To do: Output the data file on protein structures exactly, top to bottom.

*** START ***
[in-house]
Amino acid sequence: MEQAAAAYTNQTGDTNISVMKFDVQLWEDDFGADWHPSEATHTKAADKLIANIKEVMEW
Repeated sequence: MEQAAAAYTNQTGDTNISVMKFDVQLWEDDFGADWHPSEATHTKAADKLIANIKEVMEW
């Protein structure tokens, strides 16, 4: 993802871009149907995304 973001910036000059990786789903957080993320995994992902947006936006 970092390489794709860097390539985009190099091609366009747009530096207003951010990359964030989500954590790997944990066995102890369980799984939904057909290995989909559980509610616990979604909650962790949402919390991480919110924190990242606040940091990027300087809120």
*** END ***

[in-house]
Amino acid sequence: MEQAAAAYTNQTGDTNISVMKFDVQLWEDDFGADWHPSEATHTKAADKLIANIKEVMEW
Repeated sequence: MEQAAAAYTNQTGDTNISVMKFDVQLWEDDFGADWHPSEATHTKAADKLIANIKEVMEW
């Protein structure tokens, strides 16, 4: 993802871009149907995304 973001910036000059990786789903957080993320995994992902947006936006 970092390489794709860097390539985009190099091609366009747009530096207003951010990359964030989500954590790997944990066995102890369980799984939904057909290995989909559980509610616990979604909650962790949402919390991480919110924190990242606040940091990027300087809120």